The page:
Version 0.15 October 2012 (working draft)

Intended audience:  information managers and professionals (librarians, IT), and architecture/systems developers involved with research organisations.

Under development

There are many different types of research outputs, as described in the introduction of Group 2 Pathways. Many of them have also been referred to in the context of the 2.1 Pathways on Open Publishing and Building and Developing Repositories. In the current web environment most data is linked directly through hypertext links and is interoperable through metadata and exchange protocols. These relationships between items of data are not necessarily very intuitive - the linking of concepts is quite limited. Linked Data, the concept which is at the heart of an ‘open data architecture’, aims to relate and connect data in a way that produces for the user richer and more relevant results from searching across Web resources. Linked Data is a set of best practices for publishing and connecting structured data on the Web.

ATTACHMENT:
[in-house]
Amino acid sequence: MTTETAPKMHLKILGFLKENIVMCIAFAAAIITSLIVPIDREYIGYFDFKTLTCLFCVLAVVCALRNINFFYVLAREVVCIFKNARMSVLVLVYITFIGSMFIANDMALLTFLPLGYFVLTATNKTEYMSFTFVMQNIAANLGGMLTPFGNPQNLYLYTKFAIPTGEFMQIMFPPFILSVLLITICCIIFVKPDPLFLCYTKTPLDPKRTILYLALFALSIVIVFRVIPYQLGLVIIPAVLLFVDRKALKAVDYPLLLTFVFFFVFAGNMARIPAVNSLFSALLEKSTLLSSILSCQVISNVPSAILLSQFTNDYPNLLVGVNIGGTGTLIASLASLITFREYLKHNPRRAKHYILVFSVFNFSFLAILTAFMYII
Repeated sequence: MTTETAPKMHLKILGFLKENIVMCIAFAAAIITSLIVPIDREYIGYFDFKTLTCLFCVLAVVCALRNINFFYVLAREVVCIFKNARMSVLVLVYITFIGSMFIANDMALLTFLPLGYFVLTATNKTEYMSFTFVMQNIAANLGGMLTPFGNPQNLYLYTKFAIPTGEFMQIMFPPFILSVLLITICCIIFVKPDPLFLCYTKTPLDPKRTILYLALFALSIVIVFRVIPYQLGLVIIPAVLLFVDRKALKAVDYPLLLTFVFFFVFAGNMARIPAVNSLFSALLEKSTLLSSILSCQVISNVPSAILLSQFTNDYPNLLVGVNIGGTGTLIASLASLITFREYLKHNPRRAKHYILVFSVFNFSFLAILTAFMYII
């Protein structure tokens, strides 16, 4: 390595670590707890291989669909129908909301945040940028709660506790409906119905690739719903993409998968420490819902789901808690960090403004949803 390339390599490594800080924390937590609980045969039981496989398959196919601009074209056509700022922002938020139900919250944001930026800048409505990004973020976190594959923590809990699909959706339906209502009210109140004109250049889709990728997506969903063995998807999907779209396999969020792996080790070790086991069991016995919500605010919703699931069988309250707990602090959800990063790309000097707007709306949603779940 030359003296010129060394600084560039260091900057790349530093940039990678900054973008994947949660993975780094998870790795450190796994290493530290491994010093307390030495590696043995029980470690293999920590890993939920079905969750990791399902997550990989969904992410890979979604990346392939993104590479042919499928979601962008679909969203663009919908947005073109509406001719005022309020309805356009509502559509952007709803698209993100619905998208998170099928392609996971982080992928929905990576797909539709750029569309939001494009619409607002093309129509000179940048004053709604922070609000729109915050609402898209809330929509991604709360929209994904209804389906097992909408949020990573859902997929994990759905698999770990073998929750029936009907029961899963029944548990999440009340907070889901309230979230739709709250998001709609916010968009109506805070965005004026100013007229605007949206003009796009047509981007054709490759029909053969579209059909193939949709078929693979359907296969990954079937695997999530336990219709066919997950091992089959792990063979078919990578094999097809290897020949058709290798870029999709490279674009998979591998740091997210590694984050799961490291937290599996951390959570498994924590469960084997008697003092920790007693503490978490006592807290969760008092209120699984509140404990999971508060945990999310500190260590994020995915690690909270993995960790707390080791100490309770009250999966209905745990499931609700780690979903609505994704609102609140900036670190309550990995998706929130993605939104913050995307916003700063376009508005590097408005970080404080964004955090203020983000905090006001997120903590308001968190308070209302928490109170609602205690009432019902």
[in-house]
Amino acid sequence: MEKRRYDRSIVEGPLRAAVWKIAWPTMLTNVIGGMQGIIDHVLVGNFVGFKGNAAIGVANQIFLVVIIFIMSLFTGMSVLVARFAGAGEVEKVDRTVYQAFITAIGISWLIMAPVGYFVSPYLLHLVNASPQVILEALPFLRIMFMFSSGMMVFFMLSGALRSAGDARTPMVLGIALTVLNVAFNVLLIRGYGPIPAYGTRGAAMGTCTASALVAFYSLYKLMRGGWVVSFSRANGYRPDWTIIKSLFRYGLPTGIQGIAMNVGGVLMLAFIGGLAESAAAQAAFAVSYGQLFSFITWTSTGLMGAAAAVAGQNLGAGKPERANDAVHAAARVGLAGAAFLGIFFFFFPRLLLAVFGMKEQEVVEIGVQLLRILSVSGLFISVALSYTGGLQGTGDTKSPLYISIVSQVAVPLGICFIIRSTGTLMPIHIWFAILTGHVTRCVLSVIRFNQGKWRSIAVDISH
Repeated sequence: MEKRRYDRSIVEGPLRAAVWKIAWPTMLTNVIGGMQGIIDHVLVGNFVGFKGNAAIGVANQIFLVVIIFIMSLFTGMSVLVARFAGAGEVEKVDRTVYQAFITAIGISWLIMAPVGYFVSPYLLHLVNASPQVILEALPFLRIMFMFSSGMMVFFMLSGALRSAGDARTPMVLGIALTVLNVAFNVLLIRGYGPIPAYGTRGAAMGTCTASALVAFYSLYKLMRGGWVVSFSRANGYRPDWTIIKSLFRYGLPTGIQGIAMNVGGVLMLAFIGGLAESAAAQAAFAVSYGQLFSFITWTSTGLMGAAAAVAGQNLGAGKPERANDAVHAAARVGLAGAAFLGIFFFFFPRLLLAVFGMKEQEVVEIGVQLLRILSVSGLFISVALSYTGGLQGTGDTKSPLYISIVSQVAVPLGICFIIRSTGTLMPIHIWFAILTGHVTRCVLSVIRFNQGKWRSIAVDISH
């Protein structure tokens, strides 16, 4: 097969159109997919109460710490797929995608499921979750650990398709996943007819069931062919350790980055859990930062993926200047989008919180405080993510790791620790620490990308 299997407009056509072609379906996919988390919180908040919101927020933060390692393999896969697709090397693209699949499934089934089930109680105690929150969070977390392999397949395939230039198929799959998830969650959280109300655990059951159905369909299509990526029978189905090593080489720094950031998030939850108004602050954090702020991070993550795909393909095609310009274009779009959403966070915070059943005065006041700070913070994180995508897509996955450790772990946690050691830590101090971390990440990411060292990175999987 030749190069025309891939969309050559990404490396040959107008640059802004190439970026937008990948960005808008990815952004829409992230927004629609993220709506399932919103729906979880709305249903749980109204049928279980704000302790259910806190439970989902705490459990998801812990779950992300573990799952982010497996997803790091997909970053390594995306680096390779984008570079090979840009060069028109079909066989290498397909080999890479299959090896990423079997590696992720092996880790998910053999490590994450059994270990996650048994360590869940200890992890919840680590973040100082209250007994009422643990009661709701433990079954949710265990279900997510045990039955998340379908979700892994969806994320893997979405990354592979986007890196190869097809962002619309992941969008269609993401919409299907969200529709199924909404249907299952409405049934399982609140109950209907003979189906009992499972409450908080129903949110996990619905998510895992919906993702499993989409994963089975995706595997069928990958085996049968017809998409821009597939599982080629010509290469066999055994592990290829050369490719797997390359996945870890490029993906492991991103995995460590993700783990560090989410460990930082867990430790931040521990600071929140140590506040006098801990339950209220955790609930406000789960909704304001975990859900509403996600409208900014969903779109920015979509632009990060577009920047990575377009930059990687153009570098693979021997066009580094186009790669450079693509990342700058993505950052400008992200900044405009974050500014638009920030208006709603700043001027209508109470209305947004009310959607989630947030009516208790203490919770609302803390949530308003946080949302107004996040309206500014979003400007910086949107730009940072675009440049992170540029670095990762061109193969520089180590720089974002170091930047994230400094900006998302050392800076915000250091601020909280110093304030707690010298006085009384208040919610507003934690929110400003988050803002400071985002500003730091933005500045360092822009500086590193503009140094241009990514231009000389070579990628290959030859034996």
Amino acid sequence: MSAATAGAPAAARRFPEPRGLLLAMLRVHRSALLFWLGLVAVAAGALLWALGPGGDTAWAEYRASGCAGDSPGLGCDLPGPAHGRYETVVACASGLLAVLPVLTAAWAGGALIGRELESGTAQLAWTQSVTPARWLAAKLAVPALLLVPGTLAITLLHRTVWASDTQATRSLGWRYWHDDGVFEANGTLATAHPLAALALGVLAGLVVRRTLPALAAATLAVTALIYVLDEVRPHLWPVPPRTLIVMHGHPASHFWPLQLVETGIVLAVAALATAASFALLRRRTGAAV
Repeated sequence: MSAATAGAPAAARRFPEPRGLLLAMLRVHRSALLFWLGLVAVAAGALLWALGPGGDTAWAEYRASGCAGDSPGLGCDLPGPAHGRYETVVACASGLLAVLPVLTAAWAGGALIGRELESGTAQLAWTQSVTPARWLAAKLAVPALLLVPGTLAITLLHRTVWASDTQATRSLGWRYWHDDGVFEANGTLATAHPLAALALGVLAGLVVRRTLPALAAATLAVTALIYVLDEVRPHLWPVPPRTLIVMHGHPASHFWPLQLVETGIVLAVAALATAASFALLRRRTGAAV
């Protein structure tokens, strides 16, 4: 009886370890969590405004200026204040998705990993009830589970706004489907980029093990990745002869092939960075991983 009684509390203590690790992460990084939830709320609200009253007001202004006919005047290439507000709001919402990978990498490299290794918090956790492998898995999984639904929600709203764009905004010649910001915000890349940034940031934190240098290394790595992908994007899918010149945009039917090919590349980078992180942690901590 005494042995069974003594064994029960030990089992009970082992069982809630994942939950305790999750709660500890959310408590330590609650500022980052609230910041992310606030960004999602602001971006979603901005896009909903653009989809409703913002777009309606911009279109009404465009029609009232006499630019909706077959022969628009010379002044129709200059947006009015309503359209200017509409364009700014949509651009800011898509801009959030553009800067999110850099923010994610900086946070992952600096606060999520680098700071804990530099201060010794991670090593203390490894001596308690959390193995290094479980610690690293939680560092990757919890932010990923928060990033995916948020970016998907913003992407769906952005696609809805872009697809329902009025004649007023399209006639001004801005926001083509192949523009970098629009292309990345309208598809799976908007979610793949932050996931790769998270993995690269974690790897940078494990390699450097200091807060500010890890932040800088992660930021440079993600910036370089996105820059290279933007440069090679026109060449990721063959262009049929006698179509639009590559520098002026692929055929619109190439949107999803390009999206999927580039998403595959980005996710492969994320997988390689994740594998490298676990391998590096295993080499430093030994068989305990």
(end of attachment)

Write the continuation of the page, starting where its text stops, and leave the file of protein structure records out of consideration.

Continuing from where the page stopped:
The availability of raw data is also becoming more important in the activities of researchers.  Almost all fields of research generate data which is then analysed and presented in different forms. Some fields generate very large volumes of data, for instance geospatial information. Raw data may remain in this form awaiting a suitable application. Working toward the open availability of raw data is now seen as an important way to enable innovation in many areas of agricultural science, and it too is seen as an important element of an open data architecture.

The principles of institutional policy and capacity, infrastructure development and information management are described in the Pathways 2.1 section of this Group, particularly:

These provide common ground between the current world of repositories and web sites and the requirements of the development toward an open data infrastructure. Much of the guidance in these Pathways is still relevant to an open data architecture. However there are significant new concepts, differences and requirements, relating to Linked Data and the interconnection of resources, that require further explanation and guidance. These are:

  • The Semantic Web and what it means for producers and users of data; how it aims to develop information exchange into a form of knowledge exchange – something that is meaningful to the individual and his or her specific interests and needs;
  • Metadata (description of digital objects or resources) and the framework for its description;
  • Ontologies (standard vocabularies) and their role in automatic linking between resources.

These themes are introduced, and their implications for the implementation of an open data architecture are explained, in further Pathways.